To Lily and Sally and all Rex Stout’s Gals who try to do the right thing.
This is the 75th anniversary of the publication of Rex Stout’s Some Buried Caesar, the first time we meet Lily Rowan, one of the great hottie-totties in crime fiction literature. Lily is Archie’s main squeeze. You know Archie, right? Archie Goodwin, Nero Wolfe’s amanuensis, whom I’ve described in another entry for this blog, as crime fiction’s quintessential hunk. Lily is tough and gorgeous and as honest as the day is long.
About a year ago, when rereading one or another of Rex Stout’s Nero Wolfe stories for the umteenth time, I became aware of a theme in the opus that I had never before noticed: gals who try to do the right thing.
Some series spoilers throughout, but if you haven’t read these yet, don’t wait another seventy-five years!
Archie admires them. Mr. Wolfe respects them. Fritz (Mr. Wolfe’s chef and housekeeper) frets over their presence—he’s afraid they’ll weasel their way into Mr. Wolfe’s esteem and take over his kitchen. Those of us who know Mr. Wolfe’s misogynist soul could reassure Fritz, but you know how it is with fearfulness; if you’re afraid, you’re afraid, and that’s the end of it. And I think these gals who take the high ground, their grasp tight on their moral compasses, are undervalued and underappreciated.
There’s Amy Jackson, for instance, better known as Julie Jacquette, who can say the alphabet backwards and who puts her life on the line in Death of a Doxy to help catch her friend’s killer.
There’s Madeline Sperling who, in The Second Confession, helps Archie learn facts about her family and her father’s guests. She invites him to visit when he was pretty much persona non grata, telling him that he was welcome ... that if she can’t let him in openly, she’d just as soon he stay out. She was helpful and supportive and she didn’t push. As an aside, Archie said he was going to follow up with her, and I’ve always been sorry that he didn’t. I like Madeline Sperling.
There are others, of course: Annabel Frey, who, in In the Best Families, tried to hire Archie to find a killer; Mr. Wolfe’s daughter, Carla Britton, who in Black Mountain, goes to Montenegro to protect the cause she and Mr. Wolfe’s best friend, Marko, cared so much about, and who died for her efforts; and let’s not forget Phoebe Gunther from The Silent Speaker who, Mr. Wolfe said, “...displayed remarkable tenacity, audacity, and even imagination in using the murder of Mr. Boone for a purpose he would have desired, approved, and applauded.” Phoebe also died trying to do the right thing. And how about Sally Blount from Gambit? Sally sells her jewelry to raise $22,000—a fitting amount, she thinks, because she’s 22 years old. She hires Mr. Wolfe to save her father from being convicted of a crime he didn’t commit in the face of extraordinary opposition. Her mother, as well as Dan Kalmus, her father’s lawyer, even her father himself tell her, beg her, even order her to stop. But she sticks with it, because as she explains to Archie and Mr. Wolfe, this is the first good thing she’s ever done.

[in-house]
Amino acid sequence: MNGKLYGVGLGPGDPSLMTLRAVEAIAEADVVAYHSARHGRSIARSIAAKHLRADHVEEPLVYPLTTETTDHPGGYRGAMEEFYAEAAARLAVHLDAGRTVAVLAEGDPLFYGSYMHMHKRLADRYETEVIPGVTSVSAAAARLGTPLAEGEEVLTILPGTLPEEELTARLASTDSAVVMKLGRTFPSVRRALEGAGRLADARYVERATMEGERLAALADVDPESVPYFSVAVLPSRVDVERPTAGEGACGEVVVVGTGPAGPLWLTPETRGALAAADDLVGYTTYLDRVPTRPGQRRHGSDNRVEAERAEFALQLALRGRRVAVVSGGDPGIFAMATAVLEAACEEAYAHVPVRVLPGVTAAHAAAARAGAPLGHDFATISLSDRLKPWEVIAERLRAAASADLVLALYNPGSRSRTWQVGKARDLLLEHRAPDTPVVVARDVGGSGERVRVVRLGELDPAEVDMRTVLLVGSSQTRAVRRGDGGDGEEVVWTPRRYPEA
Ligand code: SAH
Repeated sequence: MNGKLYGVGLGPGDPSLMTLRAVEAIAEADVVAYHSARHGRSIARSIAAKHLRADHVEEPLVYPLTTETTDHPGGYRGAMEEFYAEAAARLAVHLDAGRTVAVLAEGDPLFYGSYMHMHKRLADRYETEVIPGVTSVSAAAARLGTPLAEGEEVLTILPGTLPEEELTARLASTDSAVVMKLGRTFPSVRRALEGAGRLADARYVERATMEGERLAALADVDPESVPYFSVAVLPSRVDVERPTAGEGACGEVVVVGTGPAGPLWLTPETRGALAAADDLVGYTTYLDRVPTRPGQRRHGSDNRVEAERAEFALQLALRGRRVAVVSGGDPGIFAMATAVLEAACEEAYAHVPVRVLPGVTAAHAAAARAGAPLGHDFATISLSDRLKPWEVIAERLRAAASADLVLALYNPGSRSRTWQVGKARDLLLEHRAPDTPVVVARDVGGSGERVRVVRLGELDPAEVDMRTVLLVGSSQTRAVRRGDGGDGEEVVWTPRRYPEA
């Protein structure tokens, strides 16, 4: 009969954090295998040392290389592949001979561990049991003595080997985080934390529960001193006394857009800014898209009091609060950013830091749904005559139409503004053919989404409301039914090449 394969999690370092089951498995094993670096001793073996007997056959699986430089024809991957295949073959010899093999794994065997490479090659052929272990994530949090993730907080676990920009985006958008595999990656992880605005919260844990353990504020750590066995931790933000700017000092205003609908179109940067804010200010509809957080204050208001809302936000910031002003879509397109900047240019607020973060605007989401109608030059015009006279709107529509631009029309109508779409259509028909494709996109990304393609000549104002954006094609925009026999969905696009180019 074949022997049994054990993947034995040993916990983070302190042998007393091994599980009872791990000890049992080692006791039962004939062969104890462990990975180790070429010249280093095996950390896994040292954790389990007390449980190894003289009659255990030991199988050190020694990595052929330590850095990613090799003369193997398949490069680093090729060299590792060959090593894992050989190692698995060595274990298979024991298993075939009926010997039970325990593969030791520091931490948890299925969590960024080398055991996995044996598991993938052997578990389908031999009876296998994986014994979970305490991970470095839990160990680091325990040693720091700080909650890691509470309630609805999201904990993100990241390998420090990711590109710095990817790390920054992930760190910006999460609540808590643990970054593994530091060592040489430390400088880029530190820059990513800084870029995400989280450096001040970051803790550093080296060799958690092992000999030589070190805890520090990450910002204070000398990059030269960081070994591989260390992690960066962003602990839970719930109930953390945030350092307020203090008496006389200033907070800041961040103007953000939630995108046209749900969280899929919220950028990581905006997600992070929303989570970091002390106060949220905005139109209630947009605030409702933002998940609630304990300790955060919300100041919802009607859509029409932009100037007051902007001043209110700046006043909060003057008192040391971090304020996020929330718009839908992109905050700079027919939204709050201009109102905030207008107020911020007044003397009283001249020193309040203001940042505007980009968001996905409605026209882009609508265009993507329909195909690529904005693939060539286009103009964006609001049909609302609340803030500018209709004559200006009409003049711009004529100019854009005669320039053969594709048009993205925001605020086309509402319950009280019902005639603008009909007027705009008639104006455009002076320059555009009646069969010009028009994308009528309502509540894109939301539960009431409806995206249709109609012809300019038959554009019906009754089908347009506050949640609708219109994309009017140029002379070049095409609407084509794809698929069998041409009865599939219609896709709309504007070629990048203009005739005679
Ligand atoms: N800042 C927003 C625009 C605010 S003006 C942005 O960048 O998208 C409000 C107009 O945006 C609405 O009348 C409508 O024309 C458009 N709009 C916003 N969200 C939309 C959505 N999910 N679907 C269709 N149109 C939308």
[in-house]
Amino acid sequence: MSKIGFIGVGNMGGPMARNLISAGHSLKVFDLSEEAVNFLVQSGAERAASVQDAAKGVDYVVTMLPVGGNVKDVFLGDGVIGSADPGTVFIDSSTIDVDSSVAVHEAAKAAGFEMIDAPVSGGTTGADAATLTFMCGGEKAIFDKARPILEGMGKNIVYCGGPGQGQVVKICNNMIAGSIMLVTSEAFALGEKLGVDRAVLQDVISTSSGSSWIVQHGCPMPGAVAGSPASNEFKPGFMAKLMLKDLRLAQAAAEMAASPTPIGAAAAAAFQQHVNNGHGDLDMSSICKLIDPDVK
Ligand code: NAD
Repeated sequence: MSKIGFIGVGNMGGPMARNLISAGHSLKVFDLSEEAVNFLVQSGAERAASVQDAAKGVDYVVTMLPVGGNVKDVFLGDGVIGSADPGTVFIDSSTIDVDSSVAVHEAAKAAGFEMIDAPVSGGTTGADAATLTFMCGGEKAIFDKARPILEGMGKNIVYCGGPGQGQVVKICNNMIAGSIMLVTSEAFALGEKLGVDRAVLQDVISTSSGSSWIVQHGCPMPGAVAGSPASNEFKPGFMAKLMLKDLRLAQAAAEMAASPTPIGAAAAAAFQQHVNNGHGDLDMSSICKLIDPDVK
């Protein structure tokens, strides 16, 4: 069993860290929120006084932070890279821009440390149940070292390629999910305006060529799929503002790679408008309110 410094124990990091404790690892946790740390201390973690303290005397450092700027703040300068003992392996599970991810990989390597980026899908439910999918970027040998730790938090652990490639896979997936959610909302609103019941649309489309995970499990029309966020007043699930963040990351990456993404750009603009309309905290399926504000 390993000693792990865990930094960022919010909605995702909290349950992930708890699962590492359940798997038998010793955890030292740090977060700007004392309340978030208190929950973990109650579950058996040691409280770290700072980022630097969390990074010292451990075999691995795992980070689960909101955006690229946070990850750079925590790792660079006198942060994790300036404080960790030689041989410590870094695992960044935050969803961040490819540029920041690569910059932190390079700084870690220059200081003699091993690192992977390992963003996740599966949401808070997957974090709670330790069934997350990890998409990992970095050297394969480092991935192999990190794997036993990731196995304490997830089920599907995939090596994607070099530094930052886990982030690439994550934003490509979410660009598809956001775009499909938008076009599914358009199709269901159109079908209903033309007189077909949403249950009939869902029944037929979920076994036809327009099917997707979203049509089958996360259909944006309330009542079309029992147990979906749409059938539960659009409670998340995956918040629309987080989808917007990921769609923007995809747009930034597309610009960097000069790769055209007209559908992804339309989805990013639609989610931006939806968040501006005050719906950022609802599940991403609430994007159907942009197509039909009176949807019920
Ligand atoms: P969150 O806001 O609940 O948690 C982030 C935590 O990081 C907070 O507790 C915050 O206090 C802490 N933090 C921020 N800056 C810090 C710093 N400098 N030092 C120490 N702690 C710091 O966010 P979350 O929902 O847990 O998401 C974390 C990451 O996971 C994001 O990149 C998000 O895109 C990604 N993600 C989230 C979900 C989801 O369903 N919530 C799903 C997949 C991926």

But to me, the ultimate gal who does the right thing in Mr. Stout’s world is Lily Rowan. If the best the timid can expect is to go unnoticed, it’s fitting that we celebrate Lily 75 years after she was first introduced to the world. Timid, she’s not. Lily is bold and fearless. Some might even call her brazen. There was the time, for example, during World War II, that she used her pull and pierced the military wall of silence to find out which flight Archie was on.—can you imagine the chutzpah that took? (By the way, Lily is also the only woman in the United States who ever necked with Mr. Wolfe, but that’s a tale for another time.) Lily personifies commitment and passion. She’s generous and kind, the sort of person you want in your corner when push comes to shove. That’s the kind of character I love rooting for, and that’s why I’m such a fan of Lily.
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Comment below for a chance to win a copy of Blood Rubies by Jane K. Cleland, the latest in a series featuring another Lily, Lily Prescott of the world of antiques, that is. To enter, make sure you're a registered member of the site and simply leave a comment below. TIP: Since only comments from registered users will be tabulated, if your user name appears in red above your comment—STOP—go log in, then try commenting again. If your user name appears in black above your comment, You’re In! Blood Rubies Comment Sweepstakes: NO PURCHASE NECESSARY TO ENTER OR WIN. A purchase does not improve your chances of winning. Sweepstakes open to legal residents of 50 United States, D.C., and Canada (excluding Quebec), who are 18 years or older as of the date of entry. To enter, complete the “Post a Comment” entry at http://www.criminalelement.com/blogs/2014/12/some-buried-caesar-75-years-of-rex-stouts-high-ground-gal-lily-rowan-jane-k-cleland beginning at 11:00 a.m. Eastern Time (ET) December 4, 2014. Sweepstakes ends 110:59 a.m. ET December 11, 2014. Void outside the United States and Canada and where prohibited by law. Please see full details and official rules here. Sponsor: Macmillan, 175 Fifth Ave., New York, NY 10010.
Jane K. Cleland once owned an antiques and rare books business in New Hampshire, and now lives in New York City. Her first novel, Consigned to Death, was an Independent Mystery Booksellers Association bestseller and was nominated for the Macavity, Agatha, and David book awards. The second in the series, Deadly Appraisal, won the David Award for Best Novel, as did the seventh, Dolled Up for Murder.